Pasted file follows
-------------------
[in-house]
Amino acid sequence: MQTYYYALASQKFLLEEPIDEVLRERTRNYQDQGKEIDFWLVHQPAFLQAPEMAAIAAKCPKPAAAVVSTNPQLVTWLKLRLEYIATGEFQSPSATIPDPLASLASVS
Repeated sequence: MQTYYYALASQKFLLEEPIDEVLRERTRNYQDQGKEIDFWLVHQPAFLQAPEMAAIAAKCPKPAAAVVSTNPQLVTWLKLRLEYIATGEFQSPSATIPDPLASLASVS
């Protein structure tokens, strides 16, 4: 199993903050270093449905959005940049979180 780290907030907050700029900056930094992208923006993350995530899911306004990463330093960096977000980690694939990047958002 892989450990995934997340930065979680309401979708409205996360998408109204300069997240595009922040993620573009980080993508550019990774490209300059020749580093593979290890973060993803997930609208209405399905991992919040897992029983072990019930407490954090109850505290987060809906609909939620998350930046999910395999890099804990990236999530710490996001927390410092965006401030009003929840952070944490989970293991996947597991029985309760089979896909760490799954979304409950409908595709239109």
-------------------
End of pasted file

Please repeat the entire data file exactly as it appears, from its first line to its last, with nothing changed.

[in-house]
Amino acid sequence: MQTYYYALASQKFLLEEPIDEVLRERTRNYQDQGKEIDFWLVHQPAFLQAPEMAAIAAKCPKPAAAVVSTNPQLVTWLKLRLEYIATGEFQSPSATIPDPLASLASVS
Repeated sequence: MQTYYYALASQKFLLEEPIDEVLRERTRNYQDQGKEIDFWLVHQPAFLQAPEMAAIAAKCPKPAAAVVSTNPQLVTWLKLRLEYIATGEFQSPSATIPDPLASLASVS
């Protein structure tokens, strides 16, 4: 199993903050270093449905959005940049979180 780290907030907050700029900056930094992208923006993350995530899911306004990463330093960096977000980690694939990047958002 892989450990995934997340930065979680309401979708409205996360998408109204300069997240595009922040993620573009980080993508550019990774490209300059020749580093593979290890973060993803997930609208209405399905991992919040897992029983072990019930407490954090109850505290987060809906609909939620998350930046999910395999890099804990990236999530710490996001927390410092965006401030009003929840952070944490989970293991996947597991029985309760089979896909760490799954979304409950409908595709239109």